This portrait is by Hans Holbein the younger, circa 1527, and it is generally referred to as "Lady with squirrel and starling" since it is a portrait of a lady with a squirrel and starling. The starling is in the background, just like the leaves there and not that much of an eye-catcher.
The squirrel is another matter. It sits in the lady's arms, obviously chained in some manner, and the lady is holding the chain. This was a time when people kept pets that we would consider right out strange - but then again, the difference between having a squirrel and a bunny might not be that great. It is after all a matter of habit.
The lady herself is somewhat of a mystery. As late as 2004 it was suggested that she would be Mrs. Anne Lovell - which would fit with the date of the painting and the squirrel was a common symbol for the Lovell family and was used in other depictions. Holbein often had animals depicted in his portraits.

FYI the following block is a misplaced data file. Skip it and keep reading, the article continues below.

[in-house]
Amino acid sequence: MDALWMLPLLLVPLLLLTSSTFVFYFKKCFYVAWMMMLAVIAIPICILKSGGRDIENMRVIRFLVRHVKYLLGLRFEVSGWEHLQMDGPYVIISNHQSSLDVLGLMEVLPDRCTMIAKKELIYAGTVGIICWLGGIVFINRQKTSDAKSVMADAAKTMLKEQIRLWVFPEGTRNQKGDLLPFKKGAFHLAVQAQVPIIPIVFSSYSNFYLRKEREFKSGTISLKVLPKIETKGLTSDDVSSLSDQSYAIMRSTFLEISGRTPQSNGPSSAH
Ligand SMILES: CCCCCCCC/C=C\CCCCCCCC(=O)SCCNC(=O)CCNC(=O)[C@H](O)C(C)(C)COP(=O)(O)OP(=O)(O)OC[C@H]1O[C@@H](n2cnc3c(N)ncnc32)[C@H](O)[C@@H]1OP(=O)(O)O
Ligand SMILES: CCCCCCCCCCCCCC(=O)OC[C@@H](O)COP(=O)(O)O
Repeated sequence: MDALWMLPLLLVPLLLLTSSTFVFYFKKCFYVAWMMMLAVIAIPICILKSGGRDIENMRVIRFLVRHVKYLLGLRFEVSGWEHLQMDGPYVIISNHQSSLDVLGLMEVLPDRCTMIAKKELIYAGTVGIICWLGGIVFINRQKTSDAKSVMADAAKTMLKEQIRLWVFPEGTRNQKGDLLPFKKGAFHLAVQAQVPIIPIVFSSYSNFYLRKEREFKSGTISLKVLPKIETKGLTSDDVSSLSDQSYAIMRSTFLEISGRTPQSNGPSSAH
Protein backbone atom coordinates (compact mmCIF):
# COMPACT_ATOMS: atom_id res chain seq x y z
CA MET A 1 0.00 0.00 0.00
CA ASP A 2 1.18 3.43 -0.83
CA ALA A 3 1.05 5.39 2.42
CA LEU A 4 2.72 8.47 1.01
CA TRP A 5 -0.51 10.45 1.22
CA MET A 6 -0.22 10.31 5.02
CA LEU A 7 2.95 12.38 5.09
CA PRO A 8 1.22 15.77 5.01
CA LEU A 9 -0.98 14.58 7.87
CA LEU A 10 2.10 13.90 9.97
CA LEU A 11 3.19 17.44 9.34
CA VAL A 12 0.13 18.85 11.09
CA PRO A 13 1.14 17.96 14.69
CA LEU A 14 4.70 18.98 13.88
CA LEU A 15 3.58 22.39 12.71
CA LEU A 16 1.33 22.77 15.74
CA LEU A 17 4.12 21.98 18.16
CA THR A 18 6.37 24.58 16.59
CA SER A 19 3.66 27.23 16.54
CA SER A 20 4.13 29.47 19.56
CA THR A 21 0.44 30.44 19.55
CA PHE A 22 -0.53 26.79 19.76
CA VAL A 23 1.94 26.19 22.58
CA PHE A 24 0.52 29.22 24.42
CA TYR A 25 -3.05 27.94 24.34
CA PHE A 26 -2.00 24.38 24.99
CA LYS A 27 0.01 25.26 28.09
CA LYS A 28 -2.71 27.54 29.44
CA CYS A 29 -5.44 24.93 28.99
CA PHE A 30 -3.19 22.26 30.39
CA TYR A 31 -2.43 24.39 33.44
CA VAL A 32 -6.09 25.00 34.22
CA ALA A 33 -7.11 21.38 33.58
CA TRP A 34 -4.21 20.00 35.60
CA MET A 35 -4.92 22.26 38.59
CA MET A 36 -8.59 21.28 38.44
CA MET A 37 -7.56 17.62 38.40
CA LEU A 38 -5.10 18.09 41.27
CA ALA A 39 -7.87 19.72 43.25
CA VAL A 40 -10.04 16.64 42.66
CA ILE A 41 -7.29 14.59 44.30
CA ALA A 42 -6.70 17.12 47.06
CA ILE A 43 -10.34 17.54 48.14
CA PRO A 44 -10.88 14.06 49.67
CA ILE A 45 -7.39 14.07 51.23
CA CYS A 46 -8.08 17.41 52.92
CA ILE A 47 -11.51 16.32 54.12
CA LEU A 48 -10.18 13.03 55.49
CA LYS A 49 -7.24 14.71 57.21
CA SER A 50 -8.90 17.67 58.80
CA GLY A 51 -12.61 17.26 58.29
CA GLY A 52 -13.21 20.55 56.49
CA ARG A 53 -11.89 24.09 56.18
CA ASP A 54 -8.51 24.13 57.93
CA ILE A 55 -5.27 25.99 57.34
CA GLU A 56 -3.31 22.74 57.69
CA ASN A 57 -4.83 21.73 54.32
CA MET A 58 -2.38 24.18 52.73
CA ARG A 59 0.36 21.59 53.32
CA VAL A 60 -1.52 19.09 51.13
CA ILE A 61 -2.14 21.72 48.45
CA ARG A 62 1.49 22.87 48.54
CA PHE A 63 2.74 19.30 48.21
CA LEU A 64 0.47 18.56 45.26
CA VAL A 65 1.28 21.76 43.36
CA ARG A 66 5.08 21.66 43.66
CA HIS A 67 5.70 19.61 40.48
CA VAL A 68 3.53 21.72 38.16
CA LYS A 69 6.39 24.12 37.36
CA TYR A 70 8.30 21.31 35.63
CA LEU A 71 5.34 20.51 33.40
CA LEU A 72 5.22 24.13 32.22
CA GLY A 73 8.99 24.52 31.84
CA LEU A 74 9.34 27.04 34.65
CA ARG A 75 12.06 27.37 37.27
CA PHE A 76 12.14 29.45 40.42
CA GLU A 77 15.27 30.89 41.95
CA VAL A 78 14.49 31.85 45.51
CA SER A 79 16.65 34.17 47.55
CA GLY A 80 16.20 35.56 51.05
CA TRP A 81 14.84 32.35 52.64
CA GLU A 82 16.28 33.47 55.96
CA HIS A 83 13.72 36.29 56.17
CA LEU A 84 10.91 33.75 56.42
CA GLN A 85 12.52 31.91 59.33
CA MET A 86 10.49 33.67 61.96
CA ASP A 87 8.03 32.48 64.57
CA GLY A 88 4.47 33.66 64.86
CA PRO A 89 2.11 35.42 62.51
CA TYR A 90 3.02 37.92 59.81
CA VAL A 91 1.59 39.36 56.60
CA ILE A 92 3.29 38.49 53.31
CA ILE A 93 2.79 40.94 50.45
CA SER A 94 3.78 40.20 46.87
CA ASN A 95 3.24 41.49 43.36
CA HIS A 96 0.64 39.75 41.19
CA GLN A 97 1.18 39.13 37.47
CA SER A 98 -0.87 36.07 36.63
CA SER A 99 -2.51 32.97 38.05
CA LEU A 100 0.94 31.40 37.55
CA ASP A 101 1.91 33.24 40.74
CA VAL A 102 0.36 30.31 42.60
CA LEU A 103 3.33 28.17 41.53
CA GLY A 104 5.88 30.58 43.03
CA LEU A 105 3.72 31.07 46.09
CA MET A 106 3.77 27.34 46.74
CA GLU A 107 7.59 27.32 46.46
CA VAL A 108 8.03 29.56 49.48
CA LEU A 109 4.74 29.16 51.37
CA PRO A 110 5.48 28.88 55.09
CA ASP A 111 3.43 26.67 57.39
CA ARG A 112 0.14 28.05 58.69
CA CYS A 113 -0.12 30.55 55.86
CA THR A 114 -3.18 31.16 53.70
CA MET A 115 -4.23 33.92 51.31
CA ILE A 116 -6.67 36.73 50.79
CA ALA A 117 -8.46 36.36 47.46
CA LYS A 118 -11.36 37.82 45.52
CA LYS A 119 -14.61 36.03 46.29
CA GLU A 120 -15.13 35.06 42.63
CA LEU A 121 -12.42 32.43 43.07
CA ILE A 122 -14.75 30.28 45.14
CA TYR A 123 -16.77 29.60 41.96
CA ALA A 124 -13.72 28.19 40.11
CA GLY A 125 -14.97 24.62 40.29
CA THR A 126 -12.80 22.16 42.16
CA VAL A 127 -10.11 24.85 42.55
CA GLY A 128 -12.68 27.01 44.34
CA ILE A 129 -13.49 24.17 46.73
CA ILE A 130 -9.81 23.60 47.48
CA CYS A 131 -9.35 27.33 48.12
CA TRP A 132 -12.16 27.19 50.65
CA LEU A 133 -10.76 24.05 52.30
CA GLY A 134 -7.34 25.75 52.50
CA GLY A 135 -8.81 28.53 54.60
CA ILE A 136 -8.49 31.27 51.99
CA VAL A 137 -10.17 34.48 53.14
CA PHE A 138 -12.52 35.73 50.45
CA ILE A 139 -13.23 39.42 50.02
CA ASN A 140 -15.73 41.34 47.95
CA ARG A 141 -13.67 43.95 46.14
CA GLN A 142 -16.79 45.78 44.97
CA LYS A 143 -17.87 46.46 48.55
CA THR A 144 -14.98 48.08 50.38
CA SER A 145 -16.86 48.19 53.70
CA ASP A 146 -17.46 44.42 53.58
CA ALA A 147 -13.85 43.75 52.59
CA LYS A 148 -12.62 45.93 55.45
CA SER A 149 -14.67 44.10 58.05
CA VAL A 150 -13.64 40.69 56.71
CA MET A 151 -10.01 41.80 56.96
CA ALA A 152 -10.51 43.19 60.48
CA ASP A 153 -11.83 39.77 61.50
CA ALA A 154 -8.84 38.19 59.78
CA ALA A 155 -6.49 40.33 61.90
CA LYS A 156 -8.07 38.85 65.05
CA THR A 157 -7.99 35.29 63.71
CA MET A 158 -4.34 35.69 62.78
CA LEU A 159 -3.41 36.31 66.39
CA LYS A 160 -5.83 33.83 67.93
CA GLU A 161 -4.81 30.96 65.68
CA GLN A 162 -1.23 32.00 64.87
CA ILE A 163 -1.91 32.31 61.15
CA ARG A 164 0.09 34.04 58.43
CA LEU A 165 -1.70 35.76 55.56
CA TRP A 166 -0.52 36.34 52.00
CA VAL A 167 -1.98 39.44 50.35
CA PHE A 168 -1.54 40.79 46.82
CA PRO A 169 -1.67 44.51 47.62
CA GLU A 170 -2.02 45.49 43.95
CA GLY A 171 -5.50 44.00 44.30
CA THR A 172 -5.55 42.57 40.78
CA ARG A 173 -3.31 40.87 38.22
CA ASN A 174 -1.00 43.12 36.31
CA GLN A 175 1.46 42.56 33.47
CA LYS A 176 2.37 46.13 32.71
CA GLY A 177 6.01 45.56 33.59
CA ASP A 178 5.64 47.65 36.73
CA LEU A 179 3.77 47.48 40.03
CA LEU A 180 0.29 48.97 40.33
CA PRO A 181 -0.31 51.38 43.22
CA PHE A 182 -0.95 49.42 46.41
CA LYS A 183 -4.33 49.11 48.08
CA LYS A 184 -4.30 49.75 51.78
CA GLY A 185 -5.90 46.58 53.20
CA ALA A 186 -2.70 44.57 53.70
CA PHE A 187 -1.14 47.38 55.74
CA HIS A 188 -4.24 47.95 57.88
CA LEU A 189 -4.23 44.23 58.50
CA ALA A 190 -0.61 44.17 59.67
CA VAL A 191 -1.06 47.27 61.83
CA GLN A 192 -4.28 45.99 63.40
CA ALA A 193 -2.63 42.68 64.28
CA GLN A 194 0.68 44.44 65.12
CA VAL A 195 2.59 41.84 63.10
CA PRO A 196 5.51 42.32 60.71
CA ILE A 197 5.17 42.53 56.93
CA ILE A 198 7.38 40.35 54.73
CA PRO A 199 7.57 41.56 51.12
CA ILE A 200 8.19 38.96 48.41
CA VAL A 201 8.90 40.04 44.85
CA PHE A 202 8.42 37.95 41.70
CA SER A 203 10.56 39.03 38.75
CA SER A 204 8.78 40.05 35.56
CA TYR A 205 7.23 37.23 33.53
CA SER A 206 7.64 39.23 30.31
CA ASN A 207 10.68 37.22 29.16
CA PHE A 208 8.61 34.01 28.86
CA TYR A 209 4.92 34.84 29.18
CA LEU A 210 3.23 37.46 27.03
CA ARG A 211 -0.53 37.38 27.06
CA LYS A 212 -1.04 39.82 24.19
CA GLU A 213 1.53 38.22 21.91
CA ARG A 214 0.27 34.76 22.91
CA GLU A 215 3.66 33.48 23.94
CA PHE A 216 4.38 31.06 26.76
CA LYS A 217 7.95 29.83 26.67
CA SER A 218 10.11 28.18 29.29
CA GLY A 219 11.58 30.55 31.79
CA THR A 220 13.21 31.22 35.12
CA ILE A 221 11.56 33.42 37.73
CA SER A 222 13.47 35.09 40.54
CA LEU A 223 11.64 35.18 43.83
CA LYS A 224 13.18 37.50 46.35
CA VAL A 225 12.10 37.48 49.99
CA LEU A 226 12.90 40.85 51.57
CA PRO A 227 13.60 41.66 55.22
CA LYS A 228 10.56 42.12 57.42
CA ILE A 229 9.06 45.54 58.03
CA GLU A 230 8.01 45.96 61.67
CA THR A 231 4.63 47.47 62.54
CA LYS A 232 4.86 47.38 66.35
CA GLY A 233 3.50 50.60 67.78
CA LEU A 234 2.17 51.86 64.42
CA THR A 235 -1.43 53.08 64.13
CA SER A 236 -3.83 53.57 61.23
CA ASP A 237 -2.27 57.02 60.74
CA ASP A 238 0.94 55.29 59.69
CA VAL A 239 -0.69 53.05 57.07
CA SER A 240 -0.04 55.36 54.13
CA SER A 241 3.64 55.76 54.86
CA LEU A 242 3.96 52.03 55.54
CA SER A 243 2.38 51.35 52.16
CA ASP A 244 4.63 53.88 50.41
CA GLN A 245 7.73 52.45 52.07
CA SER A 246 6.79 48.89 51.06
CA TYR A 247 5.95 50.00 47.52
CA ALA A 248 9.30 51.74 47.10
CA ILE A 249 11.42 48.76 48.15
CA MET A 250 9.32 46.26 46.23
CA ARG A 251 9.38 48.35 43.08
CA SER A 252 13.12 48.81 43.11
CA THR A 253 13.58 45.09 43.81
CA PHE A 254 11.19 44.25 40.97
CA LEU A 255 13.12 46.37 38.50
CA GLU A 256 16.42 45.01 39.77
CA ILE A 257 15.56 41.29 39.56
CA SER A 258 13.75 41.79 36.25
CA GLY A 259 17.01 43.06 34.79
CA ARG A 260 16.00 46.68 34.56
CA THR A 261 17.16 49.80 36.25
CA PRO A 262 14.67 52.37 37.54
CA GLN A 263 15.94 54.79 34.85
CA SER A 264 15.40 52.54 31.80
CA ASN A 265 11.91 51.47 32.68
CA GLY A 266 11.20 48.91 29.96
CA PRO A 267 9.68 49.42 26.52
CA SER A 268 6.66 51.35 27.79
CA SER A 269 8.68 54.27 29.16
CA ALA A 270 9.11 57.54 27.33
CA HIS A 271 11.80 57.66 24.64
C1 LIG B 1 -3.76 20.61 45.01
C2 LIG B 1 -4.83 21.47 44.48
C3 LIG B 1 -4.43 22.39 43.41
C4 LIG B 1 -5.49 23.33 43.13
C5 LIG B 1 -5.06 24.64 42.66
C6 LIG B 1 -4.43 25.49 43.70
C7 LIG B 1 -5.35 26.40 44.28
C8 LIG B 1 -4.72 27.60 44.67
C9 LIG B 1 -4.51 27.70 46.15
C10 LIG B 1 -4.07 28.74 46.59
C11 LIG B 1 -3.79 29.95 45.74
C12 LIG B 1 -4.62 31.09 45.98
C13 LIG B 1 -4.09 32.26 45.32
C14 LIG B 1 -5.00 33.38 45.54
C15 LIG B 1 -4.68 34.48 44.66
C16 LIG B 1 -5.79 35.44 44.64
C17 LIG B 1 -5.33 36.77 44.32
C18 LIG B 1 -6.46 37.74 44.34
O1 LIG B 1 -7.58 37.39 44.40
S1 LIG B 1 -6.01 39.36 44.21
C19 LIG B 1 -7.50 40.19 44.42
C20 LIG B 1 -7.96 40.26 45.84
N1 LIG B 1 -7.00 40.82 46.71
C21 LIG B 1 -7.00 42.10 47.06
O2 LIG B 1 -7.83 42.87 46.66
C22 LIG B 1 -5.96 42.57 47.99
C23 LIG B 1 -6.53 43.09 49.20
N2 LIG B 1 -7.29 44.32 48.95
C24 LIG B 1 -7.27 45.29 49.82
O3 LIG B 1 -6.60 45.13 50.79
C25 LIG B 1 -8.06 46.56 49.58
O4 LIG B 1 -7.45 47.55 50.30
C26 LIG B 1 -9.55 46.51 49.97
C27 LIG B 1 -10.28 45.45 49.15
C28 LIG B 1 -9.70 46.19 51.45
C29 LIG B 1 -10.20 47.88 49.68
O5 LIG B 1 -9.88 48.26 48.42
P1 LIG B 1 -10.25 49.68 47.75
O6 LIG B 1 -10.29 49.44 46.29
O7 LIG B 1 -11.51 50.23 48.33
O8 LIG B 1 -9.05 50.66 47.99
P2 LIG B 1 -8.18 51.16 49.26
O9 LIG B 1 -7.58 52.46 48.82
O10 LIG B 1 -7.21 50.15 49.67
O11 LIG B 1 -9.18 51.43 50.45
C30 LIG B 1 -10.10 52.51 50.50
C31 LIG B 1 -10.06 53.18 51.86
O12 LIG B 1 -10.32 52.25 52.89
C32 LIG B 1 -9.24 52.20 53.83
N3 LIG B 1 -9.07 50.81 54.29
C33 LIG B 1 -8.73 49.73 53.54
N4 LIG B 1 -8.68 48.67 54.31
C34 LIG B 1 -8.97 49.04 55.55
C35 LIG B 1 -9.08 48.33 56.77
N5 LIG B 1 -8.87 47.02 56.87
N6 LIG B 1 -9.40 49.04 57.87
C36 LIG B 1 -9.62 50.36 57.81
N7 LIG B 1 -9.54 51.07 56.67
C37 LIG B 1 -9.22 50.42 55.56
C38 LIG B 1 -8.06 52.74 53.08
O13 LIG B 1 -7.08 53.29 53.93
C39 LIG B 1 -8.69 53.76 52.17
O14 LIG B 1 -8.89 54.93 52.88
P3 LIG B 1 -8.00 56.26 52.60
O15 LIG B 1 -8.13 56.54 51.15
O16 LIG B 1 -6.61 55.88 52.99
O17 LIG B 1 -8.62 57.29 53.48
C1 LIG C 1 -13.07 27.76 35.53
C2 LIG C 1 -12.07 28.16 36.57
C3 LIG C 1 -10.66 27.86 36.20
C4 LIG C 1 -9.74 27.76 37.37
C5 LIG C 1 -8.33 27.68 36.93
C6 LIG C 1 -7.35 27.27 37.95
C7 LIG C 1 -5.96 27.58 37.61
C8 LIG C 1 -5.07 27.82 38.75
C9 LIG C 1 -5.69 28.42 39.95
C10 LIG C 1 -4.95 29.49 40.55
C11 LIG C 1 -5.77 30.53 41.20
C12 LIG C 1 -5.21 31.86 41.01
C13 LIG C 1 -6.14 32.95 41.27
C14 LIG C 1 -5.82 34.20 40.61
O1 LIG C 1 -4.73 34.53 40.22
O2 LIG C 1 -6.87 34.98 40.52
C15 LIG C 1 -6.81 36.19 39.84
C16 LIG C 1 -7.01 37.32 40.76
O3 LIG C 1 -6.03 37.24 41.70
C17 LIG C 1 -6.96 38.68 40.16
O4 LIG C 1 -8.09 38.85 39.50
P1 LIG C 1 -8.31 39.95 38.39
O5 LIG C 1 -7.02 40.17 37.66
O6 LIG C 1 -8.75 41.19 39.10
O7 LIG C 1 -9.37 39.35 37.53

The lady, Anne Lovell or someone else, is dressed in a rather sombre dress. It is black, or possible dark blue - it is a bit hard to tell just from pictures of the painting, but in any case it is not mourning clothes. Over her shoulders she wears a white shawl, probably of linen, and over the hair she is wearing a white cap. The form is one that reminds you very much of the typical Tudor-cap, with the angles at the back of the head - but the thick structure is not quite so common. Is it perhaps something for winter-wear?
In 1992 the painting was bought by the National Gallery in London.